Whilst temporarily resident in upstate New York I have had numerous visits from friends and family in the UK. Sadly, one of them has had cause to sample the US Healthcare system. This was as a result of a fractured Femur, requiring an emergency hip replacement and 2 weeks in an Inpatient rehabilitation facility prior to repatriation to the UK last week.
I am pleased to report that the care provided was excellent once the insurance status had been confirmed by the hospital. Whilst the experience of the ED (in mid-town Manhattan) was in many ways similar to a visit to a UK Emergency Room, the other aspects of care seemed somewhat less frantic and had a more routine feel than would probably have been the case in the UK.
Despite the difference in pace and the less busy feel, the main difference as far as I could see was not the quality of healthcare delivered, but the entitlement to it in the first place. In the UK, all UK residents qualify for free universal healthcare at the point of delivery (with the main exceptions being dentistry and medication charges). This fact caused disbelief when mentioned to medical and administrative staff in the US healthcare facility with a response along the lines of ‘What, even the poor people?’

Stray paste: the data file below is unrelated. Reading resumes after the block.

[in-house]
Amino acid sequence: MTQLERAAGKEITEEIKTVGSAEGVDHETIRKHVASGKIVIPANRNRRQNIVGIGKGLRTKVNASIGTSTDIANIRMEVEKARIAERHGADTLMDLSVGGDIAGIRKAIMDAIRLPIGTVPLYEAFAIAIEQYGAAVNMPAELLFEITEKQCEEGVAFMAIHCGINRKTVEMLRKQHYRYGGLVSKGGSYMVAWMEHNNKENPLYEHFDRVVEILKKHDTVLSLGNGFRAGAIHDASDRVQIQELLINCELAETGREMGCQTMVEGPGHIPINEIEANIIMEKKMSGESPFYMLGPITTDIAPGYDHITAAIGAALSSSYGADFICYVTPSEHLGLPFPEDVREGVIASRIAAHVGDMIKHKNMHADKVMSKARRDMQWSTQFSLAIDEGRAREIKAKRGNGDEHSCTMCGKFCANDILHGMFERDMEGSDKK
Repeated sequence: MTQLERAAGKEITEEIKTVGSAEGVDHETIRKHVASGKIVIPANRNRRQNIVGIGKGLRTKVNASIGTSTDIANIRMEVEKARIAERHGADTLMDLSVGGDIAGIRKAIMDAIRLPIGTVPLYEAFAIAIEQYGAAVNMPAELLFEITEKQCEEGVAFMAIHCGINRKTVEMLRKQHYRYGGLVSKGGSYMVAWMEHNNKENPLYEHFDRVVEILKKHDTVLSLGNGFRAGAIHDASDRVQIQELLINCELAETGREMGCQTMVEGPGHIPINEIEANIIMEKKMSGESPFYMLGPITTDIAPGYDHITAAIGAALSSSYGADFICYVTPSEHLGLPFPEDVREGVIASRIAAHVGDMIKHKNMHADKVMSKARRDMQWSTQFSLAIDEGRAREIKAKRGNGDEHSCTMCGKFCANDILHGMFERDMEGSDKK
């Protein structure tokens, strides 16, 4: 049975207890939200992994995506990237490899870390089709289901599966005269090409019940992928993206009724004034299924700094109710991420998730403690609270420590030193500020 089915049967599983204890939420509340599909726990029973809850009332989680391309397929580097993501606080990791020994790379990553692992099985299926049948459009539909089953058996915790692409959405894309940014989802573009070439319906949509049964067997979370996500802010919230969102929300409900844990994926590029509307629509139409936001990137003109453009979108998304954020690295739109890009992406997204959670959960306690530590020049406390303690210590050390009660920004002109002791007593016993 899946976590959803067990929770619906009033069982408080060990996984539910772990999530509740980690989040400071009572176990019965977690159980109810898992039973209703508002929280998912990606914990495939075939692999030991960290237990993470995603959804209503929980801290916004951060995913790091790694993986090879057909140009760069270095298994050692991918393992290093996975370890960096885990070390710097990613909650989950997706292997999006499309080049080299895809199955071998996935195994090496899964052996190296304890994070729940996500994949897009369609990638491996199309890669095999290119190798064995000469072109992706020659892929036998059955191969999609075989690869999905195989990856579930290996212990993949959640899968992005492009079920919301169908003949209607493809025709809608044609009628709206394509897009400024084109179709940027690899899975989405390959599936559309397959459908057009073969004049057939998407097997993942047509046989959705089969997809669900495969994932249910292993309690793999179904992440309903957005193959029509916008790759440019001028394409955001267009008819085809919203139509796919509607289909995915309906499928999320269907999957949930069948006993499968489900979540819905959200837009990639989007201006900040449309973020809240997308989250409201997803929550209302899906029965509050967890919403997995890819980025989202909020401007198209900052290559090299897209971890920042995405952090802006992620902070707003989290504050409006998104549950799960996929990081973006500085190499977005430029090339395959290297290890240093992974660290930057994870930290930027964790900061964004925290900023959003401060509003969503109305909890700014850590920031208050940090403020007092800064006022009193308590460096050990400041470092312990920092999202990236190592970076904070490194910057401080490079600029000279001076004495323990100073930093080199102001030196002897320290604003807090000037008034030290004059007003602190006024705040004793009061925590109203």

Indeed, in the UK, the whole population has a right of access to free (tax-funded) healthcare – even those who are less able to afford to pay charges themselves. Arguably it is for this group that the principles of the NHS since its foundation in 1948 make the most difference. It is for this reason that the NHS is a national treasure and needs to be cherished for generations to come, regardless of the outcome of the forthcoming General Election on May 7th.
Yes we need to work on the efficiency. We have to ensure optimised organisations are making the most of the finite resources available. But in the end the fundamental principles of the NHS enshrined since its inception in 1948 are now at stake and we need to ask ourselves what service we want to hand on to future generations.